There has been a sharp rise in colorectal cancers in adults as young as in their 20s and 30s in the U.S., found a new study from the American Cancer Society (ACS).
The vast majority of colorectal cancers are still found in older people, with nearly 90 percent of all cases diagnosed in people over 50, colorectal cancer rates, which had dropped steadily for people born between 1890 and 1950, have been increasing for every generation born since 1950, said the study published on Tuesday.
“Age-specific colorectal cancers risk has escalated back to the level of those born circa 1890 for contemporary birth cohorts, underscoring the need for increased awareness among clinicians and the general public, as well as etiologic research to elucidate causes for the trend,” concluded the study.
“Further, as nearly one-third of rectal cancer patients are younger than age 55 years, screening initiation before age 50 years should be considered,” it said.
The study, based on the analysis of the incidence patterns of colorectal cancer in the country from 1974-2013, found that in adults ages 20 to 39, colon cancer rates have increased by 1 percent to 2.4 percent a year since the mid 1980s, while rates declined overall among those 55 and older. Rates among adults 40 to 54 increased by 0.5 percent to 1.3 percent a year since the mid-1990s.
Colorectal cancer (CRC), also known as bowel cancer, is the development of cancer from the colon or rectum (parts of the large intestine). A cancer is the abnormal growth of cells that have the ability to invade or spread to other parts of the body. Signs and symptoms may include blood in the stool, a change in bowel movements, weight loss, and feeling tired all the time.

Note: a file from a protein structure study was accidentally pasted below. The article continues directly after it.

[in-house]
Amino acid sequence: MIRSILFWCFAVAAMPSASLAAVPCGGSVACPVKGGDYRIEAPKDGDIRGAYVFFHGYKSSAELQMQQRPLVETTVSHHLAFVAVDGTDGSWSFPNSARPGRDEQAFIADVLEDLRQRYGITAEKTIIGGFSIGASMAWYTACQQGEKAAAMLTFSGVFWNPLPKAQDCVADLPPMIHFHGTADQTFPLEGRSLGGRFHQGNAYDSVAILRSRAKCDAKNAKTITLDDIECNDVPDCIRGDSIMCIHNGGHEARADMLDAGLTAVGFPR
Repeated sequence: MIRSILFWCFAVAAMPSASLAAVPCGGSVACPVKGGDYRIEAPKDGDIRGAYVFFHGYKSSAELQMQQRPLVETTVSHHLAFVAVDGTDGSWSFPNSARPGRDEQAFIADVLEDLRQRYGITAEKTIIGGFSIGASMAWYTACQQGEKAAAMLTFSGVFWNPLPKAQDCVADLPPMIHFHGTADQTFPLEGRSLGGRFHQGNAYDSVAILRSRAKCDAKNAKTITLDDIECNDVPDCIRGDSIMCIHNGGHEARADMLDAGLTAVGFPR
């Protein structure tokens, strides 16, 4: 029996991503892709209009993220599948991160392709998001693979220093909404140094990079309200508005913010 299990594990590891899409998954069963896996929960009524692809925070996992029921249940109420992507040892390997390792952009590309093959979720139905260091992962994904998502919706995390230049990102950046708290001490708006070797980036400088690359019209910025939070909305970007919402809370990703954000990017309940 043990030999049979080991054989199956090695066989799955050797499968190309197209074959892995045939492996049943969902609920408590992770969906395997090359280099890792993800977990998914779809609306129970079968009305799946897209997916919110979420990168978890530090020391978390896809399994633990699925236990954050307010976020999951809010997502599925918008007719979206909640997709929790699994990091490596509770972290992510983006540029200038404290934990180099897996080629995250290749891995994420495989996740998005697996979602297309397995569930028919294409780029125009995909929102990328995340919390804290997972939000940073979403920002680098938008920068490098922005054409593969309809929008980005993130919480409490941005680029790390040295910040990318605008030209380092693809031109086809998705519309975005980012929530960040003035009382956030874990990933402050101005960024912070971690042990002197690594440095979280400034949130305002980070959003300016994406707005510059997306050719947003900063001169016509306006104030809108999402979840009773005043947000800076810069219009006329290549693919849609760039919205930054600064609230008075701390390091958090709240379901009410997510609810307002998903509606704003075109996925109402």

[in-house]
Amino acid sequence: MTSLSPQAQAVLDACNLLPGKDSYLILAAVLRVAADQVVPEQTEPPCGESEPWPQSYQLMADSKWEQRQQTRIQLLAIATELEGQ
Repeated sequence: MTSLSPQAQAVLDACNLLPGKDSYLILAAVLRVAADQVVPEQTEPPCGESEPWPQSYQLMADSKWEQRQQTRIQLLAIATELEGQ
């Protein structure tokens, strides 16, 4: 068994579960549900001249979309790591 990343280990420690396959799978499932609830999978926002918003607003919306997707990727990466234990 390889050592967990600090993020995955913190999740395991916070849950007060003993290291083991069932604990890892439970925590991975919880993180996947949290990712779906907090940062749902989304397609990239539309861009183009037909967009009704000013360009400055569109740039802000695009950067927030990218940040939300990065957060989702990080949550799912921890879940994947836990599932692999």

Most colorectal cancers are due to old age and lifestyle factors with only a small number of cases due to underlying genetic disorders. Some risk factors include diet, obesity, smoking, and lack of physical activity. Dietary factors that increase the risk include red and processed meat as well as alcohol. Another risk factor is inflammatory bowel disease, which includes Crohn’s disease and ulcerative colitis. Some of the inherited genetic disorders that can cause colorectal cancer include familial adenomatous polyposis and hereditary non-polyposis colon cancer; however, these represent less than 5% of cases. It typically starts as a benign tumor, often in the form of a polyp, which over time becomes cancerous.
Bowel cancer may be diagnosed by obtaining a sample of the colon during a sigmoidoscopy or colonoscopy. This is then followed by medical imaging to determine if the disease has spread. Screening is effective for preventing and decreasing deaths from colorectal cancer. Screening is recommended starting from the age of 50 to 75. During colonoscopy, small polyps may be removed if found. If a large polyp or tumor is found, a biopsy may be performed to check if it is cancerous. Aspirin and other non-steroidal anti-inflammatory drugs decrease the risk. Their general use is not recommended for this purpose, however, due to side effects.
Treatments used for colorectal cancer may include some combination of surgery, radiation therapy, chemotherapy and targeted therapy. Cancers that are confined within the wall of the colon may be curable with surgery while cancer that has spread widely are usually not curable, with management being directed towards improving quality of life and symptoms. Five year survival rates in the United States are around 65%. This, however, depends on how advanced the cancer is, whether or not all the cancer can be removed with surgery, and the person’s overall health. Globally, colorectal cancer is the third most common type of cancer making up about 10% of all cases. In 2012, there were 1.4 million new cases and 694,000 deaths from the disease. It is more common in developed countries, where more than 65% of cases are found. It is less common in women than men.
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